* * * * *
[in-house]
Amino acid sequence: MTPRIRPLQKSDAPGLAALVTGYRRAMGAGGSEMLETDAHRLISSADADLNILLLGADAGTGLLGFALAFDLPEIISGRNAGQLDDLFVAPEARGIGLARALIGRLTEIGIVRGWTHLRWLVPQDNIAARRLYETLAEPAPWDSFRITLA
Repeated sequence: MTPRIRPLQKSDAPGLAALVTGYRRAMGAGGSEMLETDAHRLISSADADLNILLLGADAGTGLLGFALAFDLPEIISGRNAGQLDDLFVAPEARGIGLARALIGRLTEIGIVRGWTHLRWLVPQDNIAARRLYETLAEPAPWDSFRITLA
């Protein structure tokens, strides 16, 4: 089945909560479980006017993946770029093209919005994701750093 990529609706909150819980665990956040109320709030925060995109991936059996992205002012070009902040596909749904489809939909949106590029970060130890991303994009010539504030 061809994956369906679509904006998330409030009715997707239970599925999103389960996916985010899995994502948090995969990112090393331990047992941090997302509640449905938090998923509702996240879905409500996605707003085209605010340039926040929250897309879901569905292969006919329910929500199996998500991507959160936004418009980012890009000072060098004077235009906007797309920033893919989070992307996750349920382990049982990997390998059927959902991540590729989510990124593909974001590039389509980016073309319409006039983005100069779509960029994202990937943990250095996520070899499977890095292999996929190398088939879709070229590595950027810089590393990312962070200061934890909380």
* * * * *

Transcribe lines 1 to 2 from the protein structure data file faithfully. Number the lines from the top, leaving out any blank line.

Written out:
[in-house]
Amino acid sequence: MTPRIRPLQKSDAPGLAALVTGYRRAMGAGGSEMLETDAHRLISSADADLNILLLGADAGTGLLGFALAFDLPEIISGRNAGQLDDLFVAPEARGIGLARALIGRLTEIGIVRGWTHLRWLVPQDNIAARRLYETLAEPAPWDSFRITLA